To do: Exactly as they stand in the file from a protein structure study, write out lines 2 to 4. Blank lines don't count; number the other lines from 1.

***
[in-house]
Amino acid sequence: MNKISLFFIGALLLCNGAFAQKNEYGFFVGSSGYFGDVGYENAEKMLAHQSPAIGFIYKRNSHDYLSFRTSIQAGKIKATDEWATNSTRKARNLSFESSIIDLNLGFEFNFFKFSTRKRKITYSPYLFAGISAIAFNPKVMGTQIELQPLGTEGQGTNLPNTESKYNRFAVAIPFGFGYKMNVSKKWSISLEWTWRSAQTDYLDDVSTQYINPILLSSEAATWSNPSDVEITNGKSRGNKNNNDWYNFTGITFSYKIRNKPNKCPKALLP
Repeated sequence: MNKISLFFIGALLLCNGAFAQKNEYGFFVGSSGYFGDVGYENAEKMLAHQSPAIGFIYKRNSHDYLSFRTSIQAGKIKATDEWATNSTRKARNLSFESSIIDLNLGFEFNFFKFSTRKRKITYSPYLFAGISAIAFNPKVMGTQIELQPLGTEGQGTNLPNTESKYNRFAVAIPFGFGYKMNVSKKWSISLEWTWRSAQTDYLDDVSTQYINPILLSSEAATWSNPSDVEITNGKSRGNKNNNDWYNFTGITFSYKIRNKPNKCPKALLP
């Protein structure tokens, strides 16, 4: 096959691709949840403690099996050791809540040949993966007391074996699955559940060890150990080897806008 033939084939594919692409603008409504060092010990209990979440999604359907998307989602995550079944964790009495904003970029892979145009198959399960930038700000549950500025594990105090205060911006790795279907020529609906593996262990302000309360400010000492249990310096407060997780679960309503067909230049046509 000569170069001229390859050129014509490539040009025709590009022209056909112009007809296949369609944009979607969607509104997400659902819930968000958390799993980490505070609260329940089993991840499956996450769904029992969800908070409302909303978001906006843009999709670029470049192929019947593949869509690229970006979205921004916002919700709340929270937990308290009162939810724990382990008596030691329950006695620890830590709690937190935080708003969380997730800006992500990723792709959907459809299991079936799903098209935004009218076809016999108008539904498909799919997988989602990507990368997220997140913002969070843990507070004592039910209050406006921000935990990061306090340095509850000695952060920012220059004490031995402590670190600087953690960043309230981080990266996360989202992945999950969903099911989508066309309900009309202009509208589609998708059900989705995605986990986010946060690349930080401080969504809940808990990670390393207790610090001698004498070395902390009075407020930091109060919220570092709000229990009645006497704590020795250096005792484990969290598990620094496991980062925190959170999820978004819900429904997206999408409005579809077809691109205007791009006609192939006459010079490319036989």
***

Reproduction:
Amino acid sequence: MNKISLFFIGALLLCNGAFAQKNEYGFFVGSSGYFGDVGYENAEKMLAHQSPAIGFIYKRNSHDYLSFRTSIQAGKIKATDEWATNSTRKARNLSFESSIIDLNLGFEFNFFKFSTRKRKITYSPYLFAGISAIAFNPKVMGTQIELQPLGTEGQGTNLPNTESKYNRFAVAIPFGFGYKMNVSKKWSISLEWTWRSAQTDYLDDVSTQYINPILLSSEAATWSNPSDVEITNGKSRGNKNNNDWYNFTGITFSYKIRNKPNKCPKALLP
Repeated sequence: MNKISLFFIGALLLCNGAFAQKNEYGFFVGSSGYFGDVGYENAEKMLAHQSPAIGFIYKRNSHDYLSFRTSIQAGKIKATDEWATNSTRKARNLSFESSIIDLNLGFEFNFFKFSTRKRKITYSPYLFAGISAIAFNPKVMGTQIELQPLGTEGQGTNLPNTESKYNRFAVAIPFGFGYKMNVSKKWSISLEWTWRSAQTDYLDDVSTQYINPILLSSEAATWSNPSDVEITNGKSRGNKNNNDWYNFTGITFSYKIRNKPNKCPKALLP
């Protein structure tokens, strides 16, 4: 096959691709949840403690099996050791809540040949993966007391074996699955559940060890150990080897806008 033939084939594919692409603008409504060092010990209990979440999604359907998307989602995550079944964790009495904003970029892979145009198959399960930038700000549950500025594990105090205060911006790795279907020529609906593996262990302000309360400010000492249990310096407060997780679960309503067909230049046509 000569170069001229390859050129014509490539040009025709590009022209056909112009007809296949369609944009979607969607509104997400659902819930968000958390799993980490505070609260329940089993991840499956996450769904029992969800908070409302909303978001906006843009999709670029470049192929019947593949869509690229970006979205921004916002919700709340929270937990308290009162939810724990382990008596030691329950006695620890830590709690937190935080708003969380997730800006992500990723792709959907459809299991079936799903098209935004009218076809016999108008539904498909799919997988989602990507990368997220997140913002969070843990507070004592039910209050406006921000935990990061306090340095509850000695952060920012220059004490031995402590670190600087953690960043309230981080990266996360989202992945999950969903099911989508066309309900009309202009509208589609998708059900989705995605986990986010946060690349930080401080969504809940808990990670390393207790610090001698004498070395902390009075407020930091109060919220570092709000229990009645006497704590020795250096005792484990969290598990620094496991980062925190959170999820978004819900429904997206999408409005579809077809691109205007791009006609192939006459010079490319036989």